3 Copyright © 2007-2011 Frisina, LLC Introduction Patent BasicsPatent Basics From Conception to CapitalizeFrom Conception to Capitalize Offensive Strategy: Excluding CompetitorsOffensive Strategy: Excluding Competitors Defensive Strategy: Maintaining Your Freedom to OperateDefensive Strategy: Maintaining Your Freedom to Operate Monetizing IPMonetizing IP Do I Need a PatentDo I Need a Patent

4 Copyright © 2007-2011 Frisina, LLC Patent Basics Patentable subject matter –Any “…useful process, machine, manufacture, or composition of matter” 35 U.S.C. §101 Confers the right to exclude others from:Confers the right to exclude others from: –making, using, selling or offer to sell, or importing into the United States

5 Copyright © 2007-2011 Frisina, LLC Patent Basics TerritorialTerritorial –Only enforceable within the issuing nation –A foreign inventor can obtain a US patent and vice versa Time-limitedTime-limited –Generally 20 years from the earliest effective filing date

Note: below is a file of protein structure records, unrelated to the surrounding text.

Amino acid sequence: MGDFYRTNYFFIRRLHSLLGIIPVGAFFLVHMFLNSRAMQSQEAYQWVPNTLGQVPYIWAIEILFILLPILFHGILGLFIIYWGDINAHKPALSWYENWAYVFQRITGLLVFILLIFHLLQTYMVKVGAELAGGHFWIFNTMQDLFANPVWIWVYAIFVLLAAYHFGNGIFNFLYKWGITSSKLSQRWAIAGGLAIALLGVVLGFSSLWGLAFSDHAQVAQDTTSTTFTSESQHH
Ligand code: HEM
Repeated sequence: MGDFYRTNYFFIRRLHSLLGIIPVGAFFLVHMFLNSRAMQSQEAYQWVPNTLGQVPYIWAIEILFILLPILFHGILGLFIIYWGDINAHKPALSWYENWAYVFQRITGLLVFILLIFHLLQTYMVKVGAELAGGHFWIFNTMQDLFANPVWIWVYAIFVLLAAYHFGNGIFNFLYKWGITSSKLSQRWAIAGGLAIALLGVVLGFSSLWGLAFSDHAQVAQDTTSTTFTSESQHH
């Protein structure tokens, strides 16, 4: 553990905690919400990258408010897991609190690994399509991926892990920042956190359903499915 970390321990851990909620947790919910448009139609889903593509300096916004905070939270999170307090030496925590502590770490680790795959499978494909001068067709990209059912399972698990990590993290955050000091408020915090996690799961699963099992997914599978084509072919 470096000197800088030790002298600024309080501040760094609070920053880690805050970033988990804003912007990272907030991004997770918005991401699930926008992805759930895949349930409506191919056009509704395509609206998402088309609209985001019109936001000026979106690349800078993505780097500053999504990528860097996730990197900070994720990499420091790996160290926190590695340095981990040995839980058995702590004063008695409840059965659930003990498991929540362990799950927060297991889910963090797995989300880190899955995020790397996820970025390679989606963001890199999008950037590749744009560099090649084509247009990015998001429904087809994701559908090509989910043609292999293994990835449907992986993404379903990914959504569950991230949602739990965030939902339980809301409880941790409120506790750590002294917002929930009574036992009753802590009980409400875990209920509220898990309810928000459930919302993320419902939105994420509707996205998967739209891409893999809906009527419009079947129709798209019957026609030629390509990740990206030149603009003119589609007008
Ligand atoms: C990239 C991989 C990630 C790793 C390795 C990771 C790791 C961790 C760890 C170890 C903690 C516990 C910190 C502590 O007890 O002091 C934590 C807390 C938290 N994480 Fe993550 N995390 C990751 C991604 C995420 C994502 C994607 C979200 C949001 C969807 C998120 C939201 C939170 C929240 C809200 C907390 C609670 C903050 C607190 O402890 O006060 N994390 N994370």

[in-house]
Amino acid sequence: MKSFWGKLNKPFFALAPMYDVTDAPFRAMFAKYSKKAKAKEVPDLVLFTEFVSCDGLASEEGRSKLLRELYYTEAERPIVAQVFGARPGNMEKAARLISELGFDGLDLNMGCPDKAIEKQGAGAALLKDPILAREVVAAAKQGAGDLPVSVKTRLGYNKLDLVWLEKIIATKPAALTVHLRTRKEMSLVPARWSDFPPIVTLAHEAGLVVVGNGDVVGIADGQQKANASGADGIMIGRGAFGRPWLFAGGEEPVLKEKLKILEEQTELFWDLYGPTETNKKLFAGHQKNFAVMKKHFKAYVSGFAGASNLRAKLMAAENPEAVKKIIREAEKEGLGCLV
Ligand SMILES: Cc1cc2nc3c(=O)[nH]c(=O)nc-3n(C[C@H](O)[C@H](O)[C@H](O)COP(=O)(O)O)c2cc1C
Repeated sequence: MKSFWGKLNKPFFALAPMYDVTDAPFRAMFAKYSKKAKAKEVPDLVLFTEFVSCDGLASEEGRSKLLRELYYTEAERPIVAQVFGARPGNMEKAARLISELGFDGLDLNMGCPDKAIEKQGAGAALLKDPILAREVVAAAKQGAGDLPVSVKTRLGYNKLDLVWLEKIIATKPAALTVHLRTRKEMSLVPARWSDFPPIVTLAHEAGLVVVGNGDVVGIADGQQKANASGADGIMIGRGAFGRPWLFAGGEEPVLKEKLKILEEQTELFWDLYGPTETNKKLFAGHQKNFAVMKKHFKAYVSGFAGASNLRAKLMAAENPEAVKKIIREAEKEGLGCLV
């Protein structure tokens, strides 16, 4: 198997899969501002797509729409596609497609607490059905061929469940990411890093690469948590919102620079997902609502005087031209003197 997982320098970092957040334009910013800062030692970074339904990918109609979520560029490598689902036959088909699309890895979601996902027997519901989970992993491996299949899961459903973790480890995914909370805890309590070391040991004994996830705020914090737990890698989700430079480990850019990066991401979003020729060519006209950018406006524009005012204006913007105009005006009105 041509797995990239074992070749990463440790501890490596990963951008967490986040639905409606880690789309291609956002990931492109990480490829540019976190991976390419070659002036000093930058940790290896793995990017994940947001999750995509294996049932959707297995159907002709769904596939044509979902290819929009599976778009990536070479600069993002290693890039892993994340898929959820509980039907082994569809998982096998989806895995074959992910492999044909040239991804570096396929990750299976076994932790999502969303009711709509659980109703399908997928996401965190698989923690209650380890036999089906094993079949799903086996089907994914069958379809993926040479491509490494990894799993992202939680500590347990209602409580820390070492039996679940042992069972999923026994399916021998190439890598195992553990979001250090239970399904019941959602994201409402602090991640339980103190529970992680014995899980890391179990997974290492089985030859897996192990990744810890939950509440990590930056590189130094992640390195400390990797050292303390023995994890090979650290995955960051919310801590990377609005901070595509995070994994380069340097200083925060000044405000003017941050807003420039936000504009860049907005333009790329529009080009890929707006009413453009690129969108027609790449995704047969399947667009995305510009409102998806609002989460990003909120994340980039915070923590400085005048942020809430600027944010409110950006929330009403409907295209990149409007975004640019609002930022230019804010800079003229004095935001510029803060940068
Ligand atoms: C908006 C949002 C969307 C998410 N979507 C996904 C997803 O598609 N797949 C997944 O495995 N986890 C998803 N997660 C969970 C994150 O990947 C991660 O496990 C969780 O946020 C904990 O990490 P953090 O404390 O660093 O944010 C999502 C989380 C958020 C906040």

6 Copyright © 2007-2011 Frisina, LLC Patent Basics: Statutory Bars Certain acts can forfeit patentabilityCertain acts can forfeit patentability –Public disclosure, sales, offers for sale, etc. Time limitsTime limits –one year grace period in the US –Immediate forfeiture in most foreign countries Absolute novelty requirementAbsolute novelty requirement

7 Copyright © 2007-2011 Frisina, LLC Patent Basics: Legalese Legal Term Art: Prior Art: Enabling: Definition Any technology Any technology preceding your invention that may preclude patentability Providing enough information so that a person having ordinary skill in the relevant art can make and use the invention